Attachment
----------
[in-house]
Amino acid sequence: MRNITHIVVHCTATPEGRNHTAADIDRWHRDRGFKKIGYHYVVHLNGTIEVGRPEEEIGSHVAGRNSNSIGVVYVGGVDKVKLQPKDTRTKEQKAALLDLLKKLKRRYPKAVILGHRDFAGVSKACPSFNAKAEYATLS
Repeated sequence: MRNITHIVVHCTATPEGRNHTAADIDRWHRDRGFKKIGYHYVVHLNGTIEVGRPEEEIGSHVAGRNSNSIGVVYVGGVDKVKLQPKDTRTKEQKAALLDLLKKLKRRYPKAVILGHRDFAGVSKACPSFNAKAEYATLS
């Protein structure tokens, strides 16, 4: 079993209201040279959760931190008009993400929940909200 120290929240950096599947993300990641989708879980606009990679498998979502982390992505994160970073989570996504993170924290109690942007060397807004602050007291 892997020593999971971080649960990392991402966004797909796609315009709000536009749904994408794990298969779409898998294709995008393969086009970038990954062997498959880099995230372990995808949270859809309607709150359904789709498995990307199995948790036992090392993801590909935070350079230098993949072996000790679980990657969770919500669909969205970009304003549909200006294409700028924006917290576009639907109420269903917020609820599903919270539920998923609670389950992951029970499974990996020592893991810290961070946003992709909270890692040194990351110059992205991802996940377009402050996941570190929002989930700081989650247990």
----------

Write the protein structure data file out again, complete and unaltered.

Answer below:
[in-house]
Amino acid sequence: MRNITHIVVHCTATPEGRNHTAADIDRWHRDRGFKKIGYHYVVHLNGTIEVGRPEEEIGSHVAGRNSNSIGVVYVGGVDKVKLQPKDTRTKEQKAALLDLLKKLKRRYPKAVILGHRDFAGVSKACPSFNAKAEYATLS
Repeated sequence: MRNITHIVVHCTATPEGRNHTAADIDRWHRDRGFKKIGYHYVVHLNGTIEVGRPEEEIGSHVAGRNSNSIGVVYVGGVDKVKLQPKDTRTKEQKAALLDLLKKLKRRYPKAVILGHRDFAGVSKACPSFNAKAEYATLS
């Protein structure tokens, strides 16, 4: 079993209201040279959760931190008009993400929940909200 120290929240950096599947993300990641989708879980606009990679498998979502982390992505994160970073989570996504993170924290109690942007060397807004602050007291 892997020593999971971080649960990392991402966004797909796609315009709000536009749904994408794990298969779409898998294709995008393969086009970038990954062997498959880099995230372990995808949270859809309607709150359904789709498995990307199995948790036992090392993801590909935070350079230098993949072996000790679980990657969770919500669909969205970009304003549909200006294409700028924006917290576009639907109420269903917020609820599903919270539920998923609670389950992951029970499974990996020592893991810290961070946003992709909270890692040194990351110059992205991802996940377009402050996941570190929002989930700081989650247990």